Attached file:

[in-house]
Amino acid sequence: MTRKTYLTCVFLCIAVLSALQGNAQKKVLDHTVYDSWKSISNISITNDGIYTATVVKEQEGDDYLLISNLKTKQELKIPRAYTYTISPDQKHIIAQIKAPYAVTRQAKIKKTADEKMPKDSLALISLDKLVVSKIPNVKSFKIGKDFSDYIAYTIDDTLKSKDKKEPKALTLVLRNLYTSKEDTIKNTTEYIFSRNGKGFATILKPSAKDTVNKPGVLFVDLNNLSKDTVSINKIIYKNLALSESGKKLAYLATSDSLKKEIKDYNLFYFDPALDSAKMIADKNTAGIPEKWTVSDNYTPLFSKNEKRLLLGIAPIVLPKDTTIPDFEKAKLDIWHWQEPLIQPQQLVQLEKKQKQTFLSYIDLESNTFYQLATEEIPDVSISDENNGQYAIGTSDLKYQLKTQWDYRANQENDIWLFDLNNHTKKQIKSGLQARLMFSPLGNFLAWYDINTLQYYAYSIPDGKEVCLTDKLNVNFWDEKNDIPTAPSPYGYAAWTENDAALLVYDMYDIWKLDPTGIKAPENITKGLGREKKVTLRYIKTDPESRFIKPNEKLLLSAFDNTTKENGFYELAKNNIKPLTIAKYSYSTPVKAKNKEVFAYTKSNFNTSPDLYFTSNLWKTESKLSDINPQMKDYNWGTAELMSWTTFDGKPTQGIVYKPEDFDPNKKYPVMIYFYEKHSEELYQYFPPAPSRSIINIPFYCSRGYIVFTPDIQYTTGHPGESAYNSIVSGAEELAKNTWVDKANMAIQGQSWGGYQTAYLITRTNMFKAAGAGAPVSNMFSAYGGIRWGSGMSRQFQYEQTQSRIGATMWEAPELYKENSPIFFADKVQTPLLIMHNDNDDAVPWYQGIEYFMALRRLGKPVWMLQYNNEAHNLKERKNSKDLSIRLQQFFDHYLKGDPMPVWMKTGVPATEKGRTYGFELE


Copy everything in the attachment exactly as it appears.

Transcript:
[in-house]
Amino acid sequence: MTRKTYLTCVFLCIAVLSALQGNAQKKVLDHTVYDSWKSISNISITNDGIYTATVVKEQEGDDYLLISNLKTKQELKIPRAYTYTISPDQKHIIAQIKAPYAVTRQAKIKKTADEKMPKDSLALISLDKLVVSKIPNVKSFKIGKDFSDYIAYTIDDTLKSKDKKEPKALTLVLRNLYTSKEDTIKNTTEYIFSRNGKGFATILKPSAKDTVNKPGVLFVDLNNLSKDTVSINKIIYKNLALSESGKKLAYLATSDSLKKEIKDYNLFYFDPALDSAKMIADKNTAGIPEKWTVSDNYTPLFSKNEKRLLLGIAPIVLPKDTTIPDFEKAKLDIWHWQEPLIQPQQLVQLEKKQKQTFLSYIDLESNTFYQLATEEIPDVSISDENNGQYAIGTSDLKYQLKTQWDYRANQENDIWLFDLNNHTKKQIKSGLQARLMFSPLGNFLAWYDINTLQYYAYSIPDGKEVCLTDKLNVNFWDEKNDIPTAPSPYGYAAWTENDAALLVYDMYDIWKLDPTGIKAPENITKGLGREKKVTLRYIKTDPESRFIKPNEKLLLSAFDNTTKENGFYELAKNNIKPLTIAKYSYSTPVKAKNKEVFAYTKSNFNTSPDLYFTSNLWKTESKLSDINPQMKDYNWGTAELMSWTTFDGKPTQGIVYKPEDFDPNKKYPVMIYFYEKHSEELYQYFPPAPSRSIINIPFYCSRGYIVFTPDIQYTTGHPGESAYNSIVSGAEELAKNTWVDKANMAIQGQSWGGYQTAYLITRTNMFKAAGAGAPVSNMFSAYGGIRWGSGMSRQFQYEQTQSRIGATMWEAPELYKENSPIFFADKVQTPLLIMHNDNDDAVPWYQGIEYFMALRRLGKPVWMLQYNNEAHNLKERKNSKDLSIRLQQFFDHYLKGDPMPVWMKTGVPATEKGRTYGFELE